Worthless Boy: A Memoir
by Orva Schrock
Copyright © September 2011
Imagine being the outsider amongst a dozen siblings. You are the one who is eager to fit in and be a good worker like your older brothers, but you are labeled “worthless” by your father. You yearn for the attention of your mother, but she is too busy raising your younger siblings and attending to the family household. This is what I write my essay about.
Imagine being this child in an Amish household, eager for the attention that a young blossoming mind deserves, but lost in a world of religious stronghold and misunderstanding.
This was the childhood of Orva Schrock, and this book, Worthless Boy, is his memoir. Divided into 2 parts consisting of just seven chapters over 81 pages, Schrock wastes not a word painting a picture of a troubled and disturbed childhood, a boy yearning for the attention of his parents but getting most persecution instead.
The book begins with this sentence: I was born as fuel for hell, or so was the deepest metaphysical understanding I was capable of.
Part 1 of the book begins when Orva is three and traces several concrete moments throughout his childhood and teen years. He longed for the attention of his father, but got mostly verbal and physical abuse which resulted in quite a bit of mental anguish which led to Orva becoming quite the young rowdy boy who acts out for attention.
Add to this the “hardcore” religious beliefs of his Amish upbringing and the move of his large family for better work to keep the family fed. Part 1 ends at his ninth grade year of school, which was also the end of his formal education.
Part 2 is a quick glimpse into the 50 years that have passed as Orva reflects on the death of his father, and spends one whole chapter quoting from various books he has read and which made him a stronger man.
Though the book is very heart wrenching, and impeccably polished when it comes to editing and formatting, it is more of a long essay and carries quite a hefty price for a book that is under 100 pages and hardcover. But, our stories are not always full of detail with long drawn out pictures. Such is the joy of self-publishing, and this is Orva’s story.
We love to hear success stories from self-published authors. Recently, we were introduced to a website called Theo-Saurus. They provide specialized children’s books for their customers and use Lulu mainly as their printer. We contacted Leah Herde, writer and owner of Theo-Saurus, to learn about about her business and how it works.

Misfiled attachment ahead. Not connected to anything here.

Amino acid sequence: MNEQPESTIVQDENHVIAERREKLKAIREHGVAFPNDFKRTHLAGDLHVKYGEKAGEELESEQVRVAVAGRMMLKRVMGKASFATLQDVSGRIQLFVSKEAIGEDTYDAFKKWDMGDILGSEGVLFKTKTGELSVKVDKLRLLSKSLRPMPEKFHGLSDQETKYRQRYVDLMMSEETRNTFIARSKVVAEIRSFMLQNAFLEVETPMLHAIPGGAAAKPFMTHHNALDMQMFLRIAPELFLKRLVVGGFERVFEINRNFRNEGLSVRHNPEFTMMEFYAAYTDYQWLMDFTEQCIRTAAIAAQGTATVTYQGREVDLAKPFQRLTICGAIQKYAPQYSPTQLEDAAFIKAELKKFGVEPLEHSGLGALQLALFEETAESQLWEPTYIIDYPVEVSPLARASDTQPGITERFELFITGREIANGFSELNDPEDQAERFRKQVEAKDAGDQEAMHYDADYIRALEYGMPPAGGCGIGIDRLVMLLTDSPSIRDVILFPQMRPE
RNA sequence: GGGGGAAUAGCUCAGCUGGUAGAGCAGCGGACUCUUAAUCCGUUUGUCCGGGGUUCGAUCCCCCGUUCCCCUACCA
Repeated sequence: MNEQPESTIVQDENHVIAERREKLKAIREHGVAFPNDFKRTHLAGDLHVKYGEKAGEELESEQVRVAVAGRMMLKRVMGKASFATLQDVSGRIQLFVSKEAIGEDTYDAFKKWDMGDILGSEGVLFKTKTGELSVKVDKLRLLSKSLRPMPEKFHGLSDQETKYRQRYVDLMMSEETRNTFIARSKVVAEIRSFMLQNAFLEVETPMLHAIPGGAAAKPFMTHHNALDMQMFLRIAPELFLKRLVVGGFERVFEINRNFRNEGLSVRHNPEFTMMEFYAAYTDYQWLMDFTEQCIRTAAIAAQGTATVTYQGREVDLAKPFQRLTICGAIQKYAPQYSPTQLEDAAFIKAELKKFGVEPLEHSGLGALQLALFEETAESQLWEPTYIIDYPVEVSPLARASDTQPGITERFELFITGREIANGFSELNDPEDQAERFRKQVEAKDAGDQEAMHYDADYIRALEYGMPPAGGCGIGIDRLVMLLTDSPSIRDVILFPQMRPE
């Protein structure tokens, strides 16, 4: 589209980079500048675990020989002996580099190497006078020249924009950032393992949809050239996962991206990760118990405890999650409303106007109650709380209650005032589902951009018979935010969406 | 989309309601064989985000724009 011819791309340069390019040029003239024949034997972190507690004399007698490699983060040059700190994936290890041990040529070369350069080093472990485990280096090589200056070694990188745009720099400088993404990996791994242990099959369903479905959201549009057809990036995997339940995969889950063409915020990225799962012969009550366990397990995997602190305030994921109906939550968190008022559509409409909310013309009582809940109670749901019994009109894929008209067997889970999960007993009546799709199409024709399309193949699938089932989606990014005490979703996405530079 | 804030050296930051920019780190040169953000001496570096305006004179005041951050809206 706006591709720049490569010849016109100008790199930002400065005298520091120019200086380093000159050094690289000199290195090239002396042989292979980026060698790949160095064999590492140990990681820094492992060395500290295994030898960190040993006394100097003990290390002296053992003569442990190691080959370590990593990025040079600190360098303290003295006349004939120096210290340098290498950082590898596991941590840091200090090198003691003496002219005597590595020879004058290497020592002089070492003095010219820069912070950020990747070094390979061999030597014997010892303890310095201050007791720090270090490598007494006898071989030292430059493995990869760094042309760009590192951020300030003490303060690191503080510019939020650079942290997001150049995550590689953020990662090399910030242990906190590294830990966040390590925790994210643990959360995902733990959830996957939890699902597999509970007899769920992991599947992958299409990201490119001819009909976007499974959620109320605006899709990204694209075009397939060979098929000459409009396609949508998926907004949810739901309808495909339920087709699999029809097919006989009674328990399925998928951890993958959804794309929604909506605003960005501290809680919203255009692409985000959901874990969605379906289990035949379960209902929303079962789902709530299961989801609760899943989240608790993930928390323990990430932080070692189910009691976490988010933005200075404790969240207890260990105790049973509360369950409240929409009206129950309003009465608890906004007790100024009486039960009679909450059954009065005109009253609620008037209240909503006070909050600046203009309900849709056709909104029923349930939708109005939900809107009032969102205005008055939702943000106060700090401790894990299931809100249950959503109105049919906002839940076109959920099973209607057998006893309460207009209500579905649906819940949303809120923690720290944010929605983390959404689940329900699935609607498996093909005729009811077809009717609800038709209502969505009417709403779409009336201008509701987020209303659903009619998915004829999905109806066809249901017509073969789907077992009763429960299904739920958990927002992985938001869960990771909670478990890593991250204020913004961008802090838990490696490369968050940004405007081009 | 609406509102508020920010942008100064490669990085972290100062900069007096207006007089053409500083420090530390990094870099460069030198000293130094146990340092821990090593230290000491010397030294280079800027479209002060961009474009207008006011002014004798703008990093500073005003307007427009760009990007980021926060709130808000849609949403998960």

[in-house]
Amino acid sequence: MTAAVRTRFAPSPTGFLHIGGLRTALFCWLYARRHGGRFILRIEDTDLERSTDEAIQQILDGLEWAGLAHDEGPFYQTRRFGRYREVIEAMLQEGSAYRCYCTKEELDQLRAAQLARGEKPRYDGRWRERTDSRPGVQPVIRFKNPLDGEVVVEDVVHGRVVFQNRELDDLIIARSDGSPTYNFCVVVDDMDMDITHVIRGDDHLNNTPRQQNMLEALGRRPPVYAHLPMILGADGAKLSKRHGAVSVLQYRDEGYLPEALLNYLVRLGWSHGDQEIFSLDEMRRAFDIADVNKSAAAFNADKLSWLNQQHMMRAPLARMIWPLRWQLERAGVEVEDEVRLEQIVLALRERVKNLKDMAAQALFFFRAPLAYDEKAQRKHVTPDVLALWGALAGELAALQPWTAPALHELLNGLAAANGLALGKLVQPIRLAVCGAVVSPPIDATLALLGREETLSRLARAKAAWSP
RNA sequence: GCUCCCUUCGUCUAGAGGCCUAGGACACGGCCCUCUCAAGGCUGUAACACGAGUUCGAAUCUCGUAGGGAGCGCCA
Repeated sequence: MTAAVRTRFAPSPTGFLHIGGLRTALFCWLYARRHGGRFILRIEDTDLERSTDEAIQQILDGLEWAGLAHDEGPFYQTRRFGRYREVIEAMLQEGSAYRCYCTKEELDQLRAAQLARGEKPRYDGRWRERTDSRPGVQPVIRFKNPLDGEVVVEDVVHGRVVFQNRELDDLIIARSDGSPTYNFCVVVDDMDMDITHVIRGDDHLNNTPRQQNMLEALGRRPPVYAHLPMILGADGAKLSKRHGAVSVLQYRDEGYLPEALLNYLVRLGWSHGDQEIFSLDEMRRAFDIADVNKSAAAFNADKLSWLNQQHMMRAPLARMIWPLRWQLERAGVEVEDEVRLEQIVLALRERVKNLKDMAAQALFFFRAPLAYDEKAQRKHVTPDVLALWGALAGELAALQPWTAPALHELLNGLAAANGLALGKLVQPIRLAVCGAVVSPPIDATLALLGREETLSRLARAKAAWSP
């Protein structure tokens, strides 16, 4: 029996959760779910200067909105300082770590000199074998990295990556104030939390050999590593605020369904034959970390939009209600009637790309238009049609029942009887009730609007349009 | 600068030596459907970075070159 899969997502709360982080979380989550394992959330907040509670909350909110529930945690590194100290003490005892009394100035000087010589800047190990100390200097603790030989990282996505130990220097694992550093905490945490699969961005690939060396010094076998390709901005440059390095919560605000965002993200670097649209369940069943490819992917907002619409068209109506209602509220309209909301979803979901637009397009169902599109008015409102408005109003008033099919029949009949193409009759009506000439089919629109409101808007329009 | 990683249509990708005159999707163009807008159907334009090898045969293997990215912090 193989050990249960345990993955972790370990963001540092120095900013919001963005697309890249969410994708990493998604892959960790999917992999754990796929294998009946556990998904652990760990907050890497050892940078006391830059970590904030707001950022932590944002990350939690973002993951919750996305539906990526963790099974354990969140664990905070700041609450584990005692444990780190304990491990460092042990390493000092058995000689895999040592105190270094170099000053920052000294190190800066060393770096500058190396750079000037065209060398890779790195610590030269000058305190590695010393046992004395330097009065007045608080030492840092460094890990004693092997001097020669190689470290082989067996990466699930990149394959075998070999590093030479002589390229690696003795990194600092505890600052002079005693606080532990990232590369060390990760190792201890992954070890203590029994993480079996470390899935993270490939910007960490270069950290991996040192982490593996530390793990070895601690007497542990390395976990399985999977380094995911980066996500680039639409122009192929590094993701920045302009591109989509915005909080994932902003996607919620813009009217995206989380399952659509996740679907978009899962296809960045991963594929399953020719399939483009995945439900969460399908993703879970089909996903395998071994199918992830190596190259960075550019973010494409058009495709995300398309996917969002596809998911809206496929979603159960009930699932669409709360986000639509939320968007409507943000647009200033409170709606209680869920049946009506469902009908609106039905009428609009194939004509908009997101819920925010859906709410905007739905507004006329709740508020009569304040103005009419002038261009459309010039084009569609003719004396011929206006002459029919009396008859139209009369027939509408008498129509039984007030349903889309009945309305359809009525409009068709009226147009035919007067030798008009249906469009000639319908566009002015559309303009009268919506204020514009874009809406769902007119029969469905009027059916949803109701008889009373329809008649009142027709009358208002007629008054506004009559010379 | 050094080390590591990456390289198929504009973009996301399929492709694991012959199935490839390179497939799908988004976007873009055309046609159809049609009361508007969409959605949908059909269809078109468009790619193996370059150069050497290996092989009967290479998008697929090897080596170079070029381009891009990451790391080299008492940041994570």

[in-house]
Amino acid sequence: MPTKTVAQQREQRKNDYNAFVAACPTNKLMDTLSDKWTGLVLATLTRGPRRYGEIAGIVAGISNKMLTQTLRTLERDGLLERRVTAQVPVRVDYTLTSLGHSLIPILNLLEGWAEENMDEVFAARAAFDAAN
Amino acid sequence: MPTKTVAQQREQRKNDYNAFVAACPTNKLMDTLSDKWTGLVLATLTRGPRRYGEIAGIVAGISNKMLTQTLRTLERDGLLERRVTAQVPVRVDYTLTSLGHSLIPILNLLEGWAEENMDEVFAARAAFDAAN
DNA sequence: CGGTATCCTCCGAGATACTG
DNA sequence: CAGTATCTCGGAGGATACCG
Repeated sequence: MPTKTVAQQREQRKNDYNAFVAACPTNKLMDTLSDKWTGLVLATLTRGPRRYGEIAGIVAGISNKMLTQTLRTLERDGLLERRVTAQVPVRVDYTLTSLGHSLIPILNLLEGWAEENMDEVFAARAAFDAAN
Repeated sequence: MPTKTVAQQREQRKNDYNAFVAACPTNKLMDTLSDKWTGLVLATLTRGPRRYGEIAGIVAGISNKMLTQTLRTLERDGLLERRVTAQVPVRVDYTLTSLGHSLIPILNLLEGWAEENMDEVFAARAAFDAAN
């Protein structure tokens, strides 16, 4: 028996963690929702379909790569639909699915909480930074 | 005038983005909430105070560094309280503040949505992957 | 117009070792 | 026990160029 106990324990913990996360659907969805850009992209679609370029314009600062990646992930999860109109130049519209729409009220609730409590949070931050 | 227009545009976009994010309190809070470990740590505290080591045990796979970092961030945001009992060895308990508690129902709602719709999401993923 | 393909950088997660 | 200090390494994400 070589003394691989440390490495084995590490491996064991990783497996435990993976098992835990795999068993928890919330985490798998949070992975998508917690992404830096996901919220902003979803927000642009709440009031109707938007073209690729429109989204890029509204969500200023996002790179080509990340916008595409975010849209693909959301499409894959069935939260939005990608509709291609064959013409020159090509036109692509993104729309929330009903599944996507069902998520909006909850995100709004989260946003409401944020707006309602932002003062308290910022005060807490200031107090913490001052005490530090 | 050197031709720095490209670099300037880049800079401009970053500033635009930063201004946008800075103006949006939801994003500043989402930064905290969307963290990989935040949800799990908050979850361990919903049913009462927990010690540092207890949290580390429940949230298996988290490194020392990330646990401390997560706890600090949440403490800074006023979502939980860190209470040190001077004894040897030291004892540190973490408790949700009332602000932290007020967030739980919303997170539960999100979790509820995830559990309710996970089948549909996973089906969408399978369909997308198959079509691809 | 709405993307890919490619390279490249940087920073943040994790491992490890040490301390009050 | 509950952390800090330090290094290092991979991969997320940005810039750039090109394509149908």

1. Tell us a little about Theo-Saurus. How did you come up with the name? What inspired this idea?
Several years ago, as a gift for my cousin’s two little boys, I wrote and illustrated a book for each child. Their books were handwritten and actual water color and coloring pencil art work. I am not sure what inspired me at the time but I loved being able to give them their very own book featuring them in the written story and art work. From there I started making other books as gifts for the various people in my life. I learned how to use various computer programs and improved my binding skills. This seemed to be a project that stayed with me and the more I enjoyed giving the gift, the more I learned about how to make a better book.
It was shortly after the birth of my daughter that I had the idea to try and make a business that produced custom children’s books. My husband, who is in the marketing field, was able to share his extensive knowledge on getting a product launched. He informed me that branding is important and the first step is the name.
I was looking for a name that would capture the desire to make products that defined the owner’s character. I searched my creative mind. I tried references to favorite childhood items. I was trying to find that perfect simple name that would be cute, childish but sophisticated. It seemed like I spent months of doing research on my laptop. Many evening were spent cuddled up on my couch, googling away on my computer. One evening, my husband leaned over while I was viewing an online thesaurus, looking up words like personalized or individual and he simple said “hmm, what about Theo Saurus. This is why I love him (and the name).
2. Who came up with the idea for your first book?
For my first product, I wanted a way to tell any child that received the book that each unique quality about them is wonderful. I wanted to be able to list the special things that made them exactly who they are. It occurred to me that a recipe is just that, a listing of specific things that make up our favorite food, an exciting product or an idea. A recipe for soup kept coming to mind but a cake seemed much more fun. So from there, two brothers appeared…